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Philcomsat vs.

180 SCRA 218; G.R. No.84818; 18 Dec. 1989
By virtue of Republic Act No. 5514, PHILCOMSAT was granted "a franchise to establish,
construct, maintain and operate in the Philippines, at such places as the grantee may select,
station or stations and associated equipment and facilities for international satellite
communications." Under this franchise, it was likewise granted the authority to "construct and
operate such ground facilities as needed to deliver telecommunications services from the
communications satellite system and ground terminal or terminals."
PHILCOMSAT filed with respondent NTC an application for authority to continue operating its
existing facilities, to render the services it was then offering, and to charge the rates it was then
charging. Such application was granted but it directed the petitioner to charge modified reduced
rates through a reduction of fifteen percent (15%) on the present authorized rates.
PHILCOMSAT filed a petition seeking to annul and set aside the order which reducedthe rate for
being violative of the constitutional prohibition against undue delegation of legislative power and
a denial of procedural, as well as substantive, due process of law. He assert that but had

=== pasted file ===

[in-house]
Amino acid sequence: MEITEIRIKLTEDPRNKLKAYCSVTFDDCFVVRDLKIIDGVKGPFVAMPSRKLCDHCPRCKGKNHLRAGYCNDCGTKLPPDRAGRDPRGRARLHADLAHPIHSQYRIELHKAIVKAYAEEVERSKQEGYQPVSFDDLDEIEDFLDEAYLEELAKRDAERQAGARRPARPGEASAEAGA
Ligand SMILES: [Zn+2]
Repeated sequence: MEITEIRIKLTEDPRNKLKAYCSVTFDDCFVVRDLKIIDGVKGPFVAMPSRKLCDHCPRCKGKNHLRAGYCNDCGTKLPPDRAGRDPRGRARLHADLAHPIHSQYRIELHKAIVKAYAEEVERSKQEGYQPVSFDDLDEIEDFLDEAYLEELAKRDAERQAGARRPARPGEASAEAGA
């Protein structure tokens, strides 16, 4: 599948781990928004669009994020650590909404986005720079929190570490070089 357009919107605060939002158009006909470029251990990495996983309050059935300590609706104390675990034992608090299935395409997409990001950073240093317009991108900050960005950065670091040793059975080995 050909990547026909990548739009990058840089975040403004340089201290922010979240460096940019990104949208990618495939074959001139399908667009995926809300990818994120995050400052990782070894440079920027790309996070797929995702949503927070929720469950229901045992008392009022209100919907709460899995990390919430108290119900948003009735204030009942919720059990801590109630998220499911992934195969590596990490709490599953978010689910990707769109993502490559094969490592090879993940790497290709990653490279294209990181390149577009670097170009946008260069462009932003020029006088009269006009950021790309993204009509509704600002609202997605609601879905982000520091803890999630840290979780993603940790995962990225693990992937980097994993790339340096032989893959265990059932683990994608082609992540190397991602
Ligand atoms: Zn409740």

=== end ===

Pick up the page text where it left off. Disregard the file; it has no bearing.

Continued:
petitioner been given an opportunity to present its side before the order in question was issued,
the confiscatory nature of the rate reduction and the consequent deterioration of the public
service could have been shown and demonstrated to respondents. Petitioner argues that the
function involved in the rate fixing-power of NTC is adjudicatory and hence quasi-judicial, not
quasi- legislative; thus, notice and hearing are necessary and the absence thereof results in a
violation of due process
Whether or not the questioned order violates procedural due process for having been issued
without prior notice and hearing

Whether or not the rate reduction it imposes is unjust, unreasonable and confiscatory, thus
constitutive of a violation of substantive due process.
Where the function of the administrative agency is legislative, notice and hearing are not
required by due process of law, but where an order applies to a named person, as in the instant
case, the function involved is adjudicatory. Petitioner is entitled to cross-examine the maker of
report, and to introduce evidence to disprove the contents thereof and/or explain or complement
the same, as well as to refute the conclusion drawn therefrom by the respondent. In other

words, in making said finding of fact, respondent performed a function partaking of a quasijudicial character, the valid exercise of which demands previous notice and hearing.
Any regulation which operates as an effective confiscation of private property or constitutes an
arbitrary or unreasonable infringement of property rights is void, because it is repugnant to the
constitutional guaranties of due process and equal protection of the laws. The court found the
order unreasonable and improvident. Respondent failed to adduce evidence how it arrived at
the prescribe rates.